If you remain in my word, you will truly be my disciples, and you will know the truth, and the truth will set you free. 

John 8: 31-2

What is the source of freedom? In today’s gospel Jesus says that it is living in the truth, a truth we know by remaining in his word, by making his word our home. This is an affront to at least some of those around him, for they believe they are free by birthright and bloodline. They claim to be free as children of Abraham, but Jesus contests with them. He says that one is not a child of Abraham by accident of birth but rather by living the life and doing the works of Abraham, by dwelling in the word of Abraham and Moses and the prophets.
We cannot be a disciple, let alone a child, of God by right of birth or of affiliation, but only by remaining in God’s word, by making our home and by abiding within it. No one can do this for us; no one can pass this on to us. It is, in fact, our inheritance, but it is one that we personally and individually must claim by freely choosing to commit our entire lives to Jesus’ word. As the Xaverian Fundamental Principles state:

You have freely chosen
to respond to the call of God
to live a life of love
in faith and trust,
as a disciple of God’s Son, Jesus Christ . . . .

Jesus makes clear that freedom is not an object that can be given to us. In the course of our lives we are always subject to slavery. We become slaves to sin, passion, habit, ideology, institutional worship, laziness, prejudice, arrogance, greed, and on and on. We tend to believe that our freedom is relative to and constituted by the unfreedom of others. “We are descendants of Abraham and have never been enslaved to anyone. How can you say, ‘You will become free?’” (John 8: 33) Jesus points out, however, that in their very resistance to and hatred of him they are presently enslaved and that to become free is their responsibility.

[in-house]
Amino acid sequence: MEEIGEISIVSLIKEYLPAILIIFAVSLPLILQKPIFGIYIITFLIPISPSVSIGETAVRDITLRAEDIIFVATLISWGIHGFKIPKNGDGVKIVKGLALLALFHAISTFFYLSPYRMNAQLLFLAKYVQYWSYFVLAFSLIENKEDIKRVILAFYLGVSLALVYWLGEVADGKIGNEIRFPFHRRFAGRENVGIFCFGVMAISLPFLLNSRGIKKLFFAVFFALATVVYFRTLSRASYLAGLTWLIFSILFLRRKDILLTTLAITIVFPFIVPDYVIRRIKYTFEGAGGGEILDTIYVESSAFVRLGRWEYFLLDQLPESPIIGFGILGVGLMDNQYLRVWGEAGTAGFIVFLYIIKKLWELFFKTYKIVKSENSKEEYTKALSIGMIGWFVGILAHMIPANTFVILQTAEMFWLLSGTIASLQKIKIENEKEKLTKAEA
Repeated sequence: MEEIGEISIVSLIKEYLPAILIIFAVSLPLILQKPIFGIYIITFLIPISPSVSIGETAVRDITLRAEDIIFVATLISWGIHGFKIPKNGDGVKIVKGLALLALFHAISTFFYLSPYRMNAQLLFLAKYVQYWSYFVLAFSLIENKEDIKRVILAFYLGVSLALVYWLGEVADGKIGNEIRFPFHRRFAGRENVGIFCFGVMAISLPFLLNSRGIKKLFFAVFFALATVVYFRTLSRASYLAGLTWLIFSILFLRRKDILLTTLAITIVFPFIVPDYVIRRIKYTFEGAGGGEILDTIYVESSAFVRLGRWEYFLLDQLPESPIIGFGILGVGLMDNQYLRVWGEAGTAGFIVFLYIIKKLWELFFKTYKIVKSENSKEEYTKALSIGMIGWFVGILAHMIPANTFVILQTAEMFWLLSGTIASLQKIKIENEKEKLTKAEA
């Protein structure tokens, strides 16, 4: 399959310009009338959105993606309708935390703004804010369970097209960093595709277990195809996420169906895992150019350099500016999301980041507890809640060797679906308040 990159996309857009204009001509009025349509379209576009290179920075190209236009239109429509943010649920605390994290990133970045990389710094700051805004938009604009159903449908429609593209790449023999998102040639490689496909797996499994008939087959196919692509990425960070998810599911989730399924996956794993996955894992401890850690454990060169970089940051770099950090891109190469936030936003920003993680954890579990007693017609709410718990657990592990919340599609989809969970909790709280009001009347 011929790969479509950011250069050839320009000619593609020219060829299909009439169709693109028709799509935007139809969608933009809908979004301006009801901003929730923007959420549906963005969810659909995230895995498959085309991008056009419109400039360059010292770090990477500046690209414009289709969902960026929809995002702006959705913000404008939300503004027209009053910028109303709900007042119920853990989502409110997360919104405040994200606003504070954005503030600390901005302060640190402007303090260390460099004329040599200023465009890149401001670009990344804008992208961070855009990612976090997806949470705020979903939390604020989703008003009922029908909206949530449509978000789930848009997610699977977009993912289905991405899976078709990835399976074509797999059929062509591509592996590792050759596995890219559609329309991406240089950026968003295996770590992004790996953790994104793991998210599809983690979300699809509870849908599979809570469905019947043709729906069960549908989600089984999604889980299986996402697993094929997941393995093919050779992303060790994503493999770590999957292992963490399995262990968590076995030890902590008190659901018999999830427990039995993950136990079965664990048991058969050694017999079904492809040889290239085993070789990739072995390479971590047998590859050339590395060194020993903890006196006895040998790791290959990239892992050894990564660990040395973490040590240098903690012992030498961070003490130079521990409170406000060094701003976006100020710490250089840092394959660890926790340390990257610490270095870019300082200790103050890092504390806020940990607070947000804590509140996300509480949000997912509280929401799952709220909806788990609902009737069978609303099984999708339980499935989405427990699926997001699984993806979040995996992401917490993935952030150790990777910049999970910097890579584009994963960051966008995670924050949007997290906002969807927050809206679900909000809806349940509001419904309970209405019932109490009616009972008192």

Freedom comes only in the transformation that abiding in the word offers us. It is only as our lives grow increasingly conformed to the life of Christ within us that we become more free. For Jesus, knowing the truth requires of us the living out of the truth of our unique call and responsibility to and for the world, both of which we learn by abiding in the word. As we conform our lives, our words and deeds, to the truth which dwelling in the word reveals to us, we become increasingly free. It is the falseness of our lives which enslaves us and the truth of our union with God which frees us.

In this manner earnestly maintain the noble perfection of your invaluable and perfect soul. But consider the meaning of this. Remain undivided and withhold yourself from all meddling with good or bad, high or low,; let everything be, and keep yourself free to devote yourself to your Beloved and to content him whom you love in Love. This is your real debt, which, according to the truth of your nature you owe to God and to those with whom you live in him—thus to love God in simplicity and seek after nothing but this single Love who has chosen us for herself alone.

Now understand the deepest essence of your soul, what “soul” is. Soul is a being that can be beheld by God and by which, again, God can be beheld. Soul is also a being that wishes to content God; it maintains a worthy state of being as long as it has not fallen beneath anything that is alien to it and less than the soul’s own dignity. If it maintains this worthy state, the soul is a bottomless abyss in which God suffices to himself; and his own self-sufficiency ever finds fruition to the full in this soul, as the soul, for its part, ever does in him. Soul is a way for the passage of God from his depths into his liberty; and God is a way for the passage of the soul into its liberty, that is, into his inmost depths, which cannot be touched except by the soul’s abyss. And as long as God does not belong to the soul in his totality, he does not truly satisfy it.

Hadewijch, Letter 18, 51, 63

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